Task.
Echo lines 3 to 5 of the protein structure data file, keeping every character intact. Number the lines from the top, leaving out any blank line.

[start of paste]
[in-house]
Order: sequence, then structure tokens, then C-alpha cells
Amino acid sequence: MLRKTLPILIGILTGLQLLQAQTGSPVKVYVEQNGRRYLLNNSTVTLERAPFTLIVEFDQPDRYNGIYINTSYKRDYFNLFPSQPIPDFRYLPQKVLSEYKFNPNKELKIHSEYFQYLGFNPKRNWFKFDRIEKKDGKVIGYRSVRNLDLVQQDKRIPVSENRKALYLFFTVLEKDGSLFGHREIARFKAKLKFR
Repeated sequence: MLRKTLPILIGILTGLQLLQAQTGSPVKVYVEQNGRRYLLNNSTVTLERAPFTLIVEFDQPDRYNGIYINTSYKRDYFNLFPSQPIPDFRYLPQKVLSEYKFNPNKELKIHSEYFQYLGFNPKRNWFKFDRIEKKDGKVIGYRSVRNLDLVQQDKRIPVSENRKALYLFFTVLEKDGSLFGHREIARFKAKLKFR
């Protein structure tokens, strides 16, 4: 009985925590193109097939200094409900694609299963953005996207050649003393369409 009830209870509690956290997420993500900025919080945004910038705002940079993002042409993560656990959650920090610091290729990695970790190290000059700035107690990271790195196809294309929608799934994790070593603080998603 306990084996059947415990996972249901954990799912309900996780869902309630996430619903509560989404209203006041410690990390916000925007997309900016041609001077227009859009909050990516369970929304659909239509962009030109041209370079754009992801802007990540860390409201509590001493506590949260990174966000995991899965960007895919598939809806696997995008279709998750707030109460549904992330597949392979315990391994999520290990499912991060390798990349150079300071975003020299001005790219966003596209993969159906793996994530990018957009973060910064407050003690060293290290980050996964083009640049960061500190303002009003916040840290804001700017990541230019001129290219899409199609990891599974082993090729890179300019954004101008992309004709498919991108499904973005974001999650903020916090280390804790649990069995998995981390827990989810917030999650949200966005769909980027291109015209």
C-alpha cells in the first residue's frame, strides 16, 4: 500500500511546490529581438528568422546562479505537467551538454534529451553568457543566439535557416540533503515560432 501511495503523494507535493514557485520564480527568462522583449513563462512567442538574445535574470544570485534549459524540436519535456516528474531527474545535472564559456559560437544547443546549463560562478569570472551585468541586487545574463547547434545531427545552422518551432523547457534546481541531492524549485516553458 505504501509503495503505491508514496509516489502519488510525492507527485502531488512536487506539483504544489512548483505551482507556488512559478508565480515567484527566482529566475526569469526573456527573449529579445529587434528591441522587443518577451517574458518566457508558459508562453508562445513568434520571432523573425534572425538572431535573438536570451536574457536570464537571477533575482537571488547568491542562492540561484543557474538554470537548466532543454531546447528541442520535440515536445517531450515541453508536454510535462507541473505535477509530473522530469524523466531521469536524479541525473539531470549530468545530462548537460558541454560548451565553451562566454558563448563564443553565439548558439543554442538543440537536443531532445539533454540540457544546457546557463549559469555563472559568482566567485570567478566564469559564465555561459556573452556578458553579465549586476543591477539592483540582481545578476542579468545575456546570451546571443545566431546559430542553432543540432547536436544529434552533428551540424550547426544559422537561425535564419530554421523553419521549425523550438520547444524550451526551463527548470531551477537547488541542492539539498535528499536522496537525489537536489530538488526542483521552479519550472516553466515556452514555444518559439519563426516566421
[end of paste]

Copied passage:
Amino acid sequence: MLRKTLPILIGILTGLQLLQAQTGSPVKVYVEQNGRRYLLNNSTVTLERAPFTLIVEFDQPDRYNGIYINTSYKRDYFNLFPSQPIPDFRYLPQKVLSEYKFNPNKELKIHSEYFQYLGFNPKRNWFKFDRIEKKDGKVIGYRSVRNLDLVQQDKRIPVSENRKALYLFFTVLEKDGSLFGHREIARFKAKLKFR
Repeated sequence: MLRKTLPILIGILTGLQLLQAQTGSPVKVYVEQNGRRYLLNNSTVTLERAPFTLIVEFDQPDRYNGIYINTSYKRDYFNLFPSQPIPDFRYLPQKVLSEYKFNPNKELKIHSEYFQYLGFNPKRNWFKFDRIEKKDGKVIGYRSVRNLDLVQQDKRIPVSENRKALYLFFTVLEKDGSLFGHREIARFKAKLKFR
């Protein structure tokens, strides 16, 4: 009985925590193109097939200094409900694609299963953005996207050649003393369409 009830209870509690956290997420993500900025919080945004910038705002940079993002042409993560656990959650920090610091290729990695970790190290000059700035107690990271790195196809294309929608799934994790070593603080998603 306990084996059947415990996972249901954990799912309900996780869902309630996430619903509560989404209203006041410690990390916000925007997309900016041609001077227009859009909050990516369970929304659909239509962009030109041209370079754009992801802007990540860390409201509590001493506590949260990174966000995991899965960007895919598939809806696997995008279709998750707030109460549904992330597949392979315990391994999520290990499912991060390798990349150079300071975003020299001005790219966003596209993969159906793996994530990018957009973060910064407050003690060293290290980050996964083009640049960061500190303002009003916040840290804001700017990541230019001129290219899409199609990891599974082993090729890179300019954004101008992309004709498919991108499904973005974001999650903020916090280390804790649990069995998995981390827990989810917030999650949200966005769909980027291109015209």